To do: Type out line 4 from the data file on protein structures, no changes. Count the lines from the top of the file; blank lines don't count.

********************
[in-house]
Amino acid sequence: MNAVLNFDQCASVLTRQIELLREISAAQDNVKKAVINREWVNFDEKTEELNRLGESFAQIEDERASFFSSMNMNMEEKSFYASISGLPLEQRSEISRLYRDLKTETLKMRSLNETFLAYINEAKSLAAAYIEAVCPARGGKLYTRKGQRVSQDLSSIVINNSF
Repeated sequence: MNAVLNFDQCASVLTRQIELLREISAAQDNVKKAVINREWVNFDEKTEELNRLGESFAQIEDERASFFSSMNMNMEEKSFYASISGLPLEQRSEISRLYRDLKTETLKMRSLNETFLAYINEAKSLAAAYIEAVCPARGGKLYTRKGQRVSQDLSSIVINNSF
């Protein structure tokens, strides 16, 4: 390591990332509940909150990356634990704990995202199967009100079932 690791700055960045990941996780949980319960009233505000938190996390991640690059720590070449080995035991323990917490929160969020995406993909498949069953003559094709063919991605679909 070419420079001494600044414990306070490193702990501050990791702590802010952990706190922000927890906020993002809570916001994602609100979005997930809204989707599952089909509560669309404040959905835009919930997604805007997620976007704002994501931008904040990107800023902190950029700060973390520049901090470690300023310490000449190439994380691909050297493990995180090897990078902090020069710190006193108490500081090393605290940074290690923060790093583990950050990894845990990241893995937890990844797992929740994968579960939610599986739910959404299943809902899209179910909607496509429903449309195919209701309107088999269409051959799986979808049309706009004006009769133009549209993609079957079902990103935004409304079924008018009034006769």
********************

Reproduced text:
């Protein structure tokens, strides 16, 4: 390591990332509940909150990356634990704990995202199967009100079932 690791700055960045990941996780949980319960009233505000938190996390991640690059720590070449080995035991323990917490929160969020995406993909498949069953003559094709063919991605679909 070419420079001494600044414990306070490193702990501050990791702590802010952990706190922000927890906020993002809570916001994602609100979005997930809204989707599952089909509560669309404040959905835009919930997604805007997620976007704002994501931008904040990107800023902190950029700060973390520049901090470690300023310490000449190439994380691909050297493990995180090897990078902090020069710190006193108490500081090393605290940074290690923060790093583990950050990894845990990241893995937890990844797992929740994968579960939610599986739910959404299943809902899209179910909607496509429903449309195919209701309107088999269409051959799986979808049309706009004006009769133009549209993609079957079902990103935004409304079924008018009034006769």